In the wake of the death of yet another woman in Sierra Leone due to female genital mutilation (FGM), 127 women’s rights organizations from 35 countries have signed an open letter urging the Government of Sierra Leone to criminalize FGM and protect women and girls from this harmful practice.
According to the post-mortem performed on 14 January, 21-year-old Maseray Sei died from acute bleeding and shock a day after undergoing FGM on 20 December 2021. A few days following Maseray’s death, a 15-year-old girl was admitted to the hospital for urgent treatment after sustaining serious complications due to FGM.
Sierra Leone has experienced numerous incidents like this in the past. Women and girls have been killed and harmed by FGM in recent years, and during the most recent holiday season, there were reports of hundreds of young women and girls being cut.
The 2019 Demographic Health Survey indicates that 83 per cent of women and girls aged 15 to 49 in Sierra Leone have undergone FGM.
FGM is a human rights violation that involves the partial or total removal of the external female genitalia or various injuries to the female genital organs for non-medical reasons. The United Nations has recognized it as a form of torture, a form of violence against women and girls.
FGM can cause haemorrhaging, infections, severe pain, urinary retention, and psychological damage. FGM can also result in death as it did with Maseray Sei and other victims.
Some of the longer term effects include chronic infections, cysts, and ulcers; painful scar tissue; problems affecting the bladder, uterus, and kidneys; sexual problems; mental problems; infertility; menstrual complications; and difficulties during childbirth.
FGM is a harmful practice, but Sierra Leone’s government has failed to criminalize it. There have been no known prosecutions for FGM in Kenya, and the country’s penal code doesn’t specifically prohibit FGM. The lack of effective implementation of existing laws in Sierra Leone to protect against FGM or punish perpetrators is due to gender discrimination.
According to the group, following the deaths from FGM of 19-year-old Fatmata Turay in 2016, 10-year-old Marie Kamara, and now Maseray’s death, organizations in Sierra Leone campaigning against FGM wrote each time to the President and Attorney General in office but never received a reply. This silence is deafening.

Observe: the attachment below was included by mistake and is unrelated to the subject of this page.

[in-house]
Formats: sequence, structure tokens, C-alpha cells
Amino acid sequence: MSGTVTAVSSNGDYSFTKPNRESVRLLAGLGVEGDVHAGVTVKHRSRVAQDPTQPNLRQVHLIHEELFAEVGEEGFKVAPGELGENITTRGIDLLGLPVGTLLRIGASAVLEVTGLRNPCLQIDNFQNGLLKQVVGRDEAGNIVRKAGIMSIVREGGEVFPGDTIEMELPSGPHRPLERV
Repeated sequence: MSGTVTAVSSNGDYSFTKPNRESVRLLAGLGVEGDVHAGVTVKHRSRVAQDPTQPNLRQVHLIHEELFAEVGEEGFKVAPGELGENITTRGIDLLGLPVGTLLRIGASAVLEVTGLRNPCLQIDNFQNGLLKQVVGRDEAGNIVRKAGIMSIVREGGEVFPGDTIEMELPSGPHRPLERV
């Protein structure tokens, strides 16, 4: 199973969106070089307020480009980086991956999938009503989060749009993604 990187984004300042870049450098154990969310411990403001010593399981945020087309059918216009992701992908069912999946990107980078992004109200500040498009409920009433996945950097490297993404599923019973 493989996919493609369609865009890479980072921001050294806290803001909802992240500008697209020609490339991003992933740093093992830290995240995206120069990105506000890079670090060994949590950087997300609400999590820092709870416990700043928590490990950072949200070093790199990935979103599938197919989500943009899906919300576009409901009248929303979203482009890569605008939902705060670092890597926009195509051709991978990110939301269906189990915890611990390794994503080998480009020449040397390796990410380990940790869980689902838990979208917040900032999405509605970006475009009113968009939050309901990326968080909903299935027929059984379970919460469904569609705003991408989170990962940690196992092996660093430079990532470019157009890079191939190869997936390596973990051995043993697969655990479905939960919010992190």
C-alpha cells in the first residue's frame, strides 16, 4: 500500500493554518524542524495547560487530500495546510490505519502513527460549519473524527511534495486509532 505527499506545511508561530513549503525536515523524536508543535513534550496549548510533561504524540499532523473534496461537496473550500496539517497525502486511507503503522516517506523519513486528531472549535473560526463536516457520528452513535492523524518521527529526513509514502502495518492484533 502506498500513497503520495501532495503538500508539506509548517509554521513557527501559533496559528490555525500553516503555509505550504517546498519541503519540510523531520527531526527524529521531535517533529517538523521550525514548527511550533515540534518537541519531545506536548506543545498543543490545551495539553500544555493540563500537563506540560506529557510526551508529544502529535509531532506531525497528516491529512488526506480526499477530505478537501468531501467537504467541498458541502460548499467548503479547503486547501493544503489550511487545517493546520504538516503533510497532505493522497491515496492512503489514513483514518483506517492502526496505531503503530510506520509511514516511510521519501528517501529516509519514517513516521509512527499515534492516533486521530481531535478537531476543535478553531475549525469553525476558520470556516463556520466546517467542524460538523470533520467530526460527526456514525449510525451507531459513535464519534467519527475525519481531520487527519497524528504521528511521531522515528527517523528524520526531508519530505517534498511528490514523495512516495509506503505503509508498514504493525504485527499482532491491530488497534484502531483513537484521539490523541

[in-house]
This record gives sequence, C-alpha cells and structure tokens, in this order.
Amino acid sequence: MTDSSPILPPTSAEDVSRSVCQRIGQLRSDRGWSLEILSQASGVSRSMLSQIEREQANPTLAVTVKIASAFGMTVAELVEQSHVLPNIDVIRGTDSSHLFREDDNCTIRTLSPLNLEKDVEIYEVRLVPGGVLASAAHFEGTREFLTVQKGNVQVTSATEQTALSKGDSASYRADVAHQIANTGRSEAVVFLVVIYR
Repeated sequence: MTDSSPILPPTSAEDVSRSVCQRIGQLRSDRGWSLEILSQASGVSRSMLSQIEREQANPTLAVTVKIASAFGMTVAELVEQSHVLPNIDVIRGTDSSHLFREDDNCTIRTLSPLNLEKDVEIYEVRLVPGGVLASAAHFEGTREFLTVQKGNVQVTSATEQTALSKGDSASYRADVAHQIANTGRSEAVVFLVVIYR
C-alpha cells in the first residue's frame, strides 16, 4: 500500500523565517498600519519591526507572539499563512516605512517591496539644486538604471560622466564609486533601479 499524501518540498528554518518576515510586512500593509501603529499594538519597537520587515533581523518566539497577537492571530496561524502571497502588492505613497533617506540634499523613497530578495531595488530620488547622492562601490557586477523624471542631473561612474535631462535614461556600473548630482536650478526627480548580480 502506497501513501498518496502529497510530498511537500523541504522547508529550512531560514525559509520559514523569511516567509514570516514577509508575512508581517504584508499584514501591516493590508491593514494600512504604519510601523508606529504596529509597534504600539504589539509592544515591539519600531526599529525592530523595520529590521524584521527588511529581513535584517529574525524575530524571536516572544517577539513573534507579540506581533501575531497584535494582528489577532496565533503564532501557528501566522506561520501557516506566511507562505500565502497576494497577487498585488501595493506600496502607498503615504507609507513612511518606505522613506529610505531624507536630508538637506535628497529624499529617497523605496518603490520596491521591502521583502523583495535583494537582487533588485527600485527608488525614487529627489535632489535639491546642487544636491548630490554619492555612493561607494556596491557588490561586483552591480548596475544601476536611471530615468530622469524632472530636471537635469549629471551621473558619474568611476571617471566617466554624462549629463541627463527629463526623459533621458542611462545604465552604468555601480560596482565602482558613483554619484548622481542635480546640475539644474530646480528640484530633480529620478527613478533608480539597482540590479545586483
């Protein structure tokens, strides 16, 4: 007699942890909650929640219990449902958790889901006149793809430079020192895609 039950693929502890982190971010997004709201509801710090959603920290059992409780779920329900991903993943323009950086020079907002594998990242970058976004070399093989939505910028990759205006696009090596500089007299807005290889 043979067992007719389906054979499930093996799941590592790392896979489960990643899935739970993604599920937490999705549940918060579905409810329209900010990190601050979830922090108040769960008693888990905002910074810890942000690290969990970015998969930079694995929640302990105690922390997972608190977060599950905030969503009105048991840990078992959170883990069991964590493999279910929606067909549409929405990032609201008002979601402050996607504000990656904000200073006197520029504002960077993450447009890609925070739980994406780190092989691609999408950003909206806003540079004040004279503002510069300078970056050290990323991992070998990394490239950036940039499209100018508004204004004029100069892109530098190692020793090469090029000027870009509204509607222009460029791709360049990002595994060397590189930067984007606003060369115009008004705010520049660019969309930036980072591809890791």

The group said, “Of particular concern is how various politicians seeking election have made political pronouncements in support of FGM, with some even offering to pay for women and girls to be cut. Sierra Leone must urgently enact and enforce a comprehensive anti-FGM law.”
The signatories of the open letter called on President Julius Maada Bio and Attorney General Mohamed Lamin Tarawalley Esq. to urgently enact a law that explicitly bans FGM for all ages, puts in place adequate measures to protect against and eliminate FGM and gives survivors and the families of victims a means to access justice.
We strongly condemn the actions of politicians who are supporting FGM. We also commend the politicians and other duty bearers who have spoken out and taken action against this harmful practice, and we call on others to join them.
We ask the State to prosecute all offenders putting the lives of women and girls at risk. This includes a comprehensive and swift police investigation and prosecution of all those responsible for the death of Maseray Sei. It is vital that justice is served in this case, and is seen to be served so that it can deter others from committing FGM.
The group added, “Importantly, by criminalizing FGM, Sierra Leone’s government would be meeting their commitments to the African Union’s Protocol on the Rights of Women in Africa (the Maputo Protocol) and to the UN Convention on the Elimination of Discrimination against Women (CEDAW).
“We, the undersigned, call on the Government of Sierra Leone to honour its national, regional, and international human rights obligations and finally fulfil its duty of care in protecting girls and women from FGM.”